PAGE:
The film, TV and streaming world came to Lennox Head late last week, both in person and virtually, for the Screenworks Regional to Global Screen Forum.
Over 200 participants benefited from the knowledge and expertise of a who’s who of producers, funding body representatives, showrunners, distributors, commissioners and other industry professionals who came together to discuss the future prospects of rural and regional screen creators in a global marketplace.
Screenworks CEO Ken Crouch said the opening keynote with Rhoda Roberts in conversation with Penny Smallacombe was ‘a standout example of the real conversations that are taking place in the industry’, both in terms of the evolution of audiences and the embrace of real diversity.
Another great session featured the very funny screenwriter Vanessa Alexander, who’s based in Newcastle and running international writers’ rooms, working on award-winning hit shows across genre and geography.
Other participants included key people behind shows such as Bluey, Miss Fisher’s Murder Mysteries, The Great, Dirtgirl, The Sapphires, Top End Wedding and Eden.
Mr Crouch spoke about the live participation of commissioning executives from the Australian divisions of Netflix and Amazon Prime, saying it was wonderful ‘to have an honest and true conversation about how our regional practitioners and storytellers and content creators can actually get access to them, to share their stories.’
Was it difficult to attract such an impressive line-up to a regional event?
Ken Crouch said, ‘A lot of work goes into events like this, especially when you want to get the tone of the conference right, and the program right.
‘You want it to be appealing not just to locals. You want people coming here and actually experiencing what the region is like.
‘There were amazing people who our local practitioners were able to have conversations with, at our networking events,’ he said.
Another innovation was an early morning walk up to beautiful Lennox Headland each morning for conference participants. ‘That was a great way for people to connect casually, and in our industry, that’s the most important thing. Those connections and relationships is what our industry is built on.’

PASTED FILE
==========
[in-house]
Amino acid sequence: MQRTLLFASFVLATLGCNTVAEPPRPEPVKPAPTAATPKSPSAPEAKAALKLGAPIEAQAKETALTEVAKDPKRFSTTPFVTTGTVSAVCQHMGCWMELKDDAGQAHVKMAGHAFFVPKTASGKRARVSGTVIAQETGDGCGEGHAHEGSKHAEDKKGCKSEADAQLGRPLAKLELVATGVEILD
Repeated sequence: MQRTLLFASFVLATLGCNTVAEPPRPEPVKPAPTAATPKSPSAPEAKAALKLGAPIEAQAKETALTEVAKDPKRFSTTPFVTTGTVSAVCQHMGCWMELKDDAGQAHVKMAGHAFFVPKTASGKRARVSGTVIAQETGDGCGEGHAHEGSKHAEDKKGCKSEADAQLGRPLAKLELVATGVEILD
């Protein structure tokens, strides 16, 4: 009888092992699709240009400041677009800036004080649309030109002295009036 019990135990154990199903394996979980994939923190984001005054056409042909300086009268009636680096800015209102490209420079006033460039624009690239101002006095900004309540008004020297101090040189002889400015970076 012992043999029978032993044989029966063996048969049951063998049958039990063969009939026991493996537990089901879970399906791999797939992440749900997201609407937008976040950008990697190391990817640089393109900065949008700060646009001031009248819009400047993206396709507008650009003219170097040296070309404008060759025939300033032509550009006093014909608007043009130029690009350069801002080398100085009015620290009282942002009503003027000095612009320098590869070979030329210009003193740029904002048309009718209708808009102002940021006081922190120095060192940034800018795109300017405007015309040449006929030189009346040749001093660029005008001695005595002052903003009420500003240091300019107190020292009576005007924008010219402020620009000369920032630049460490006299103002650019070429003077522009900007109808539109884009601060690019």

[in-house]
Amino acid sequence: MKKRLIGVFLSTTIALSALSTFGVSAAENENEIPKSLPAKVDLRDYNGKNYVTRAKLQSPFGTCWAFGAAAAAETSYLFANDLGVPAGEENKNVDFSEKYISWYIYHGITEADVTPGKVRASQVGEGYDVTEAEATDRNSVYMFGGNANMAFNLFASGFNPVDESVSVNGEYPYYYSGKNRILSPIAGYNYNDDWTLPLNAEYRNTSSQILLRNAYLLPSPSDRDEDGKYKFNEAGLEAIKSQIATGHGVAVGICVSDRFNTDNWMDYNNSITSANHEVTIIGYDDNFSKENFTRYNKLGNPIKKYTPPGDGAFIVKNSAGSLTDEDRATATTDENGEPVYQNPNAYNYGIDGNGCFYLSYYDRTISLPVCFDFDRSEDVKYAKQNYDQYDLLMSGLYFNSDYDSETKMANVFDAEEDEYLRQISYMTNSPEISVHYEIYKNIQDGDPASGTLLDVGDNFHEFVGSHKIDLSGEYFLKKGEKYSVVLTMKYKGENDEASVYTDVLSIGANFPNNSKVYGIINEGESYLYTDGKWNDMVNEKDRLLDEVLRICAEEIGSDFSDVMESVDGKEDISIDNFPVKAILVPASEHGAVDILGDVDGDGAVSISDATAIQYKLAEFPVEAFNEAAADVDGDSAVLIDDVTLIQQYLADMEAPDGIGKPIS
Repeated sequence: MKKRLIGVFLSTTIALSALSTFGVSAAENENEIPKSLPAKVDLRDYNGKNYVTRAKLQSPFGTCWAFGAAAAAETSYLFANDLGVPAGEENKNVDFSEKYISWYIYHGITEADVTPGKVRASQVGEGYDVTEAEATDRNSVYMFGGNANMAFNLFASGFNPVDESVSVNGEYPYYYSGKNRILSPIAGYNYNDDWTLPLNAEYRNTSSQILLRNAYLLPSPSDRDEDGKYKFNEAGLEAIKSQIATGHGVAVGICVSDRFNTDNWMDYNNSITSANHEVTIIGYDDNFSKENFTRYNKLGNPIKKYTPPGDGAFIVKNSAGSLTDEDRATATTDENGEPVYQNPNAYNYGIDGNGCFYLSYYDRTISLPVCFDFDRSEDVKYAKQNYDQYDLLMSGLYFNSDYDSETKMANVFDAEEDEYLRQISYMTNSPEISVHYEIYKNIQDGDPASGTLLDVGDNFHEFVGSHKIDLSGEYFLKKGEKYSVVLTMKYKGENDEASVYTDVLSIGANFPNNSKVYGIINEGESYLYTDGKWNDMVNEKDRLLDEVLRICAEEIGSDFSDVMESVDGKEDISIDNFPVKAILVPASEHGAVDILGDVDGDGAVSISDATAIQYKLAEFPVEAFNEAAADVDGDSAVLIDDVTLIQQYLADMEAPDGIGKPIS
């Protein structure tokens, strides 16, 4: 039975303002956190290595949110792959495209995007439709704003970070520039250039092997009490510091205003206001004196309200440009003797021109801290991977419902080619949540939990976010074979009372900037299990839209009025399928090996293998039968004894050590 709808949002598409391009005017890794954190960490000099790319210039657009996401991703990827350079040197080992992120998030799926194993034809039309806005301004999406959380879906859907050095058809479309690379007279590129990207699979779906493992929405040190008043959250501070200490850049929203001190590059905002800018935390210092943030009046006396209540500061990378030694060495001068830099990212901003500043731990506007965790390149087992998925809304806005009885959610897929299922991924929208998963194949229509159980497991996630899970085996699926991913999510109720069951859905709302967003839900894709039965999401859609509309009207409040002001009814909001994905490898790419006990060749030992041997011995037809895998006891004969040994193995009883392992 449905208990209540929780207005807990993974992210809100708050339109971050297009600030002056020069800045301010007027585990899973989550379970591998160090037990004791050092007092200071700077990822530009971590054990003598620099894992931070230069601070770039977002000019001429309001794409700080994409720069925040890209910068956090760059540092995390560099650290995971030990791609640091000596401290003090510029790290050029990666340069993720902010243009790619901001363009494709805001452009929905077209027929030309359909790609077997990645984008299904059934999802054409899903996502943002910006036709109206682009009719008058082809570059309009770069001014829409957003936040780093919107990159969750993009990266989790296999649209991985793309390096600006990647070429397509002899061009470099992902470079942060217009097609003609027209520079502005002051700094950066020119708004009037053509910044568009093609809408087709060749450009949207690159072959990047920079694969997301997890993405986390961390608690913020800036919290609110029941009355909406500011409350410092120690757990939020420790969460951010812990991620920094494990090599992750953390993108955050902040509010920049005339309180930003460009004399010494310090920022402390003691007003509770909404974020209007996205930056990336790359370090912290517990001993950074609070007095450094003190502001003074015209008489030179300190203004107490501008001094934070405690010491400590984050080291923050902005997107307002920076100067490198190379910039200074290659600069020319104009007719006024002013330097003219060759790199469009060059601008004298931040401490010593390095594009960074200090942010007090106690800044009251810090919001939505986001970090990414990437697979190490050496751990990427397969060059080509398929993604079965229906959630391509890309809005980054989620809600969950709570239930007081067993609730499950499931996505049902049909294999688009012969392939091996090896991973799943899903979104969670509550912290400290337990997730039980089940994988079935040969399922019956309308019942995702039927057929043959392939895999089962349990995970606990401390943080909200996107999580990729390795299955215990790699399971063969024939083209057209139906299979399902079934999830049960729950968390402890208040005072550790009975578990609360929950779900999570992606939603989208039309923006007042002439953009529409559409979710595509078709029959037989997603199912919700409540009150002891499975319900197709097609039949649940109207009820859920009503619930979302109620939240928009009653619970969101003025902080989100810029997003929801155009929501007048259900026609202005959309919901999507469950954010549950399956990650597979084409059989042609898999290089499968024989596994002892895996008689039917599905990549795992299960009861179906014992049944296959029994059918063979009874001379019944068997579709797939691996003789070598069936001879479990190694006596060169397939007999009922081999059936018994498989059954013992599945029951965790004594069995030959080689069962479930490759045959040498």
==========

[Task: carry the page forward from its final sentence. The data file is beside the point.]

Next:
Mr Crouch said there was nothing else like the Screenworks event happening elsewhere in regional Australia. ‘We’re very lucky to be able to do it here.’
‘A lot of people say that might not last, but there are always opportunities and ways to leverage these types of experiences we’re going through at the moment.
‘There’s so much production right across Australia, not just in our region.’
Conference participants heard that sound studio space and crews were in very high demand, with facilities like Byron Studios being booked as fast as they can be built, and the temporary studio at Alstonville already being used for a Netflix production.
‘We have proven our industry can support multiple productions on an ongoing basis,’ said Mr Crouch, ‘and that can only be a good thing for our reputation. Even domestic productions are seeing our region as an ideal location.
‘After the international productions go, we’ve demonstrated what we can do here, and that’s great. I’m very positive about the future,’ he said.
Bigger and better
The conference was the biggest of its kind hosted by Screenworks, and went off without a hitch, despite the technical complexity associated with mixing live and virtual speakers.
The new, improved Lennox Head Cultural Centre proved its worth as a venue for this large event, with breakout rooms for workshops and enough space for everyone to be COVID-safe (marshals were in attendance).
‘It’s only been positive feedback right across the board,’ Ken Crouch told The Echo.
‘I was at a restaurant yesterday and there were professional producers leading in their industry, CEOs of Ausfilm, distributors and sales agents, all in Lennox Head. It blew my mind really.
‘I thought, the industry has come to Lennox Head. Luckily the rain cleared and we had three days of perfect weather. People have really loved it being here.
‘Because people are out of Sydney it’s almost like they’re on holidays, and that makes them more open. It’s not just that we’re more casual in the Northern Rivers, it’s because they’re here and they’re happy to relax,’ said Mr Crouch.
All three days of the conference was switched and livestreamed to the world, on demand (and to the big screen behind the participants) by an entirely local team led by Andy Bambach of In Your Face Productions. Conference participants can access the playback of the livestream for another week via Screenworks.